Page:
What it is
Kubernetes, often abbreviated as K8s, is an open source container orchestrator. It automates the lifecycle of containerized applications on modern infrastructures, functioning as a “datacenter operating system” that manages applications across a distributed system.
Kubernetes enables automation and extensibility, allowing users to deploy applications declaratively (see below) in a reproducible way. Kubernetes is extensible via its API, allowing experienced Kubernetes practitioners to leverage its automation capabilities according to their needs.
Problem it addresses
Infrastructure automation and declarative configuration management have been important concepts for a long time, but they have become more pressing as cloud computing has gained popularity. As demand for compute resources increases and organizations need to provide more operational capabilities with fewer engineers, new technologies and working methods are required to meet that demand.
How it helps
Similar to traditional infrastructure as code tools, Kubernetes helps with automation but has the advantage of working with containers. Containers are more resistant to configuration drift than virtual or physical machines.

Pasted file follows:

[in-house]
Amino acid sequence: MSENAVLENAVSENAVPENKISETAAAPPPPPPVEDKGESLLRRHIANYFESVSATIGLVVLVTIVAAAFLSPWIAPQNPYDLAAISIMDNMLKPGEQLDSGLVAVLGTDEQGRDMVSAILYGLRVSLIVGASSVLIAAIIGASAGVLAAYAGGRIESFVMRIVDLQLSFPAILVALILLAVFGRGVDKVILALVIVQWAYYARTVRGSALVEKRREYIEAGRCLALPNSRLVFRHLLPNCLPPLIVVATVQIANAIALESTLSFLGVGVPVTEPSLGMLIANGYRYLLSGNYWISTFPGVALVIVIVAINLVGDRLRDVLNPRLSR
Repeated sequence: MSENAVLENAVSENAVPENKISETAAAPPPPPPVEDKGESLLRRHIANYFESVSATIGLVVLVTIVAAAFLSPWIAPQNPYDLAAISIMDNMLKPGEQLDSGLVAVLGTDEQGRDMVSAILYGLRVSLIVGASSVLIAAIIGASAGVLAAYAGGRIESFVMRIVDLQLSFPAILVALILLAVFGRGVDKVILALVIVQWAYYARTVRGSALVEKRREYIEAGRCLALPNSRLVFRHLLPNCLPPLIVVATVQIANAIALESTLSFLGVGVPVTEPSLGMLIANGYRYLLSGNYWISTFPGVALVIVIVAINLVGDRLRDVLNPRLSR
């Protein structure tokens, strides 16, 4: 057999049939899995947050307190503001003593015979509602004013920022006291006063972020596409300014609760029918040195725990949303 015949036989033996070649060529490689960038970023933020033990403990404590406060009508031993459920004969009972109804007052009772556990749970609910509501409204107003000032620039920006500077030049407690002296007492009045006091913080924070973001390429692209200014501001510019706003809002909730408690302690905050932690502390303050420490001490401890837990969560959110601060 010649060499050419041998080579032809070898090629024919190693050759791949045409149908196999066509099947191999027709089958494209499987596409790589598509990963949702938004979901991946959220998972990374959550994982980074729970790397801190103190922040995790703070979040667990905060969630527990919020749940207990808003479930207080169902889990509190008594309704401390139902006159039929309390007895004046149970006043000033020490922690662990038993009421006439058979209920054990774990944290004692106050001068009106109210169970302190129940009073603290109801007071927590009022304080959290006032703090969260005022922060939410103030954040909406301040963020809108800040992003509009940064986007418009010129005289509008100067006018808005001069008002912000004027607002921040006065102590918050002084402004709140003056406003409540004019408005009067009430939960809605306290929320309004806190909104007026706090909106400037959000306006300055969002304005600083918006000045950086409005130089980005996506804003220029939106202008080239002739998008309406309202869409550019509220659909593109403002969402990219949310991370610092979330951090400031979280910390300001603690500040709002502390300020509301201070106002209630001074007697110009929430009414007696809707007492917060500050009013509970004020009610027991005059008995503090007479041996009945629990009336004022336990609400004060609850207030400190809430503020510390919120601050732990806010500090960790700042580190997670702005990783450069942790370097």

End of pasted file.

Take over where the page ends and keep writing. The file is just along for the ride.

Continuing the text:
Additionally, Kubernetes works declaratively, which means that instead of operators instructing the machine how to do something, they describe — usually as manifest files (e.g., YAML) — what the infrastructure should look like. Kubernetes then takes care of the “how”. This results in Kubernetes being extremely compatible with infrastructure as code.
Kubernetes also self-heals. The cluster’s actual state will always match the operator’s desired state. If Kubernetes detects a deviation from what is described in the manifest files, a Kubernetes controller kicks in and fixes it. While the infrastructure Kubernetes uses may be continually changing, Kubernetes constantly and automatically adapts to changes and ensures that it matches with the desired state.
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